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Author Topic: Type-N Quick Connector - does it exist?  (Read 4885 times)
WS4E
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Posts: 234




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« on: November 22, 2013, 07:02:49 AM »

I was thinking about building a patch panel in the shack for easy switching of antennas/rigs, and I was wondering if there was such a thing as a slip-on style quick connector for Type-N like there is for PL-259.  

I could use all PL-259 I guess, but I like the idea of using Type-N for the rigs, and PL-259 for the antennas, in order to ensure you could not make a rig-to-rig connection on the patch panel with any of the PL-259->N cables.


On second thought, maybe I will just use BNC and PL-259 or just all BNC for the patch panel.  I always liked BNC anyway.  It's a shame they are not used more in HF.

« Last Edit: November 22, 2013, 07:13:50 AM by WS4E » Logged
AF6WL
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Posts: 146




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« Reply #1 on: November 22, 2013, 07:33:12 AM »

That would be the QN connector http://www.rosenberger.com/documents/headquarters_de_en/ba_communication/catalog_coax/14_Chapter_QN.pdf

NB: however QN will not mate with normal N connectors :-(
« Last Edit: November 22, 2013, 07:35:32 AM by AF6WL » Logged
W6UV
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Posts: 540




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« Reply #2 on: November 22, 2013, 09:51:36 AM »

A normal male N connector is a press fit to a female BNC.

Put BNC connectors on the panel and use cables terminated on both ends with N connectors.
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AF6WL
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« Reply #3 on: November 22, 2013, 12:36:05 PM »

A normal male N connector is a press fit to a female BNC.

Put BNC connectors on the panel and use cables terminated on both ends with N connectors.

Not recommended for anything other than a quick bodge : there is nothing really holding the mating halves together.
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W6UV
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Posts: 540




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« Reply #4 on: November 22, 2013, 01:08:05 PM »

A normal male N connector is a press fit to a female BNC.

Put BNC connectors on the panel and use cables terminated on both ends with N connectors.

Not recommended for anything other than a quick bodge : there is nothing really holding the mating halves together.

Works fine for an in-shack patch panel, which is what the original poster was asking about.
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KF5JOT
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Posts: 25




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« Reply #5 on: November 23, 2013, 07:58:05 AM »

Much easier to build a two row panel. In the production video world, we had multiple rows of signal patching. Sources were always on one row or panel unit and everything else was on another row or unit. Ireconfigured a couple of our test benches with sources on one panel and the test gear or switcher inputs on a second panel. The second panel was seperated from the first by a blank panel about 4 rack units high. Everythng used the same conenctor...Trumpeter J3's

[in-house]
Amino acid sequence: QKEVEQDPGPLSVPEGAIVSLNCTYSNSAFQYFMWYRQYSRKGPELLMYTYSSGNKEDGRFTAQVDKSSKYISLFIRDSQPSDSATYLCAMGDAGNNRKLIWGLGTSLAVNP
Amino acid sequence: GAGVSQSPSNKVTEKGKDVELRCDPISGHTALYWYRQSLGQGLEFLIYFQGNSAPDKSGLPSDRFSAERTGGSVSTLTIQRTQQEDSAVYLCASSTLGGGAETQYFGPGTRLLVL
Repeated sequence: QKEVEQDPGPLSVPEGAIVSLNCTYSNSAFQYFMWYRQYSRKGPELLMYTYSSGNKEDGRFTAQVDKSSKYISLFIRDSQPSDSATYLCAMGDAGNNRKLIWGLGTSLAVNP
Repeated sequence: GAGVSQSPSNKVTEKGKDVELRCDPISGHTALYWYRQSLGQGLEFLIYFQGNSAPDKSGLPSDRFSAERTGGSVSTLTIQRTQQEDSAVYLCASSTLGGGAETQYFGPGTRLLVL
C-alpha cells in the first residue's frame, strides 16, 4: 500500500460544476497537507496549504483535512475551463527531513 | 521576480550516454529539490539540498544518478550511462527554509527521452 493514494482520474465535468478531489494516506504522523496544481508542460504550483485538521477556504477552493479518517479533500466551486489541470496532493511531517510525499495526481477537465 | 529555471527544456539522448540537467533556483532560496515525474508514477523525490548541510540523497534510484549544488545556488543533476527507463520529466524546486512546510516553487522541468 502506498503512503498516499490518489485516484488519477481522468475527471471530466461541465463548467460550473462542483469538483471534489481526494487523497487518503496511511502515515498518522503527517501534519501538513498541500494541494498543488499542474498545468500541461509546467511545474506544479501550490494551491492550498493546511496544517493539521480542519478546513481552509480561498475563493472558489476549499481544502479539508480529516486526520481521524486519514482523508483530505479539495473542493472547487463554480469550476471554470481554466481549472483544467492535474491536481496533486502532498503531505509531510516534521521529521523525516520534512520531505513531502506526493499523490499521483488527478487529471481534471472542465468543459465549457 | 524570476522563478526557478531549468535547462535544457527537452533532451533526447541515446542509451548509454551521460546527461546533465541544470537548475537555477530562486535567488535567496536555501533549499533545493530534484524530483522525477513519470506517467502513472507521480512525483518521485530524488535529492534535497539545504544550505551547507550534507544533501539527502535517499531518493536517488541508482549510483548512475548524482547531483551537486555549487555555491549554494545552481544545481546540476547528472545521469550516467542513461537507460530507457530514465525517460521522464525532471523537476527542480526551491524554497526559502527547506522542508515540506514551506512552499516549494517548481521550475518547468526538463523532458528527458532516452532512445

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W6UV
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Posts: 540




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« Reply #6 on: November 25, 2013, 11:30:19 AM »

The C connector is an N connector that uses a bayonet lock just like a BNC does. This is probably better mechanically than using female BNC panel mount connectors and patch cords with male N connectors, but C connectors are a little harder to find.

Digikey has them, but make sure you get the 50 Ohm version, not the 75.
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AA4HA
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Posts: 1586




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« Reply #7 on: December 06, 2013, 07:04:59 AM »

The internals of the Type-N, BNC and TNC connectors are all the same. Of the three the BNC is not rated the same way, due to the construction of the bayonet connection you can get RF leakage through the fingers of the inner shield, past the bayonet keyway. Also it is not as rugged mechanically as it relies upon spring pressure to hold the outer shield in place. You also could get a slight misalignment on a small bayonet connector.

N and TNC are threaded "twist" connectors where there is 100% RF shielding of the inner conductor from outside of the shield(s). The threading covers 100% of the connection and also is a very robust mechanical connection that can be tightened down to keep things in alignment and the center pin under mating contact.

As mentioned there is the QN and Snap-N connectors but they are pricey and not that easy to find. I would not even suggest the GR Type 874 connector (a brain-fart from the 1970's) or APC-7 (designed by someone who wanted to make HP lots and lots of money on test gear).

There are patch-bay connectors and cables that are for video distribution but they are all 75 ohm impedance.

It is evil to say this but an RCA plug "could" be used for a patchbay but the performance would be terrible. BTW, that was one of the original inspirations for the UHF connector that is just an RCA plug with a threaded shell.
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Ms. Tisha Hayes, AA4HA
Lookout Mountain, Alabama
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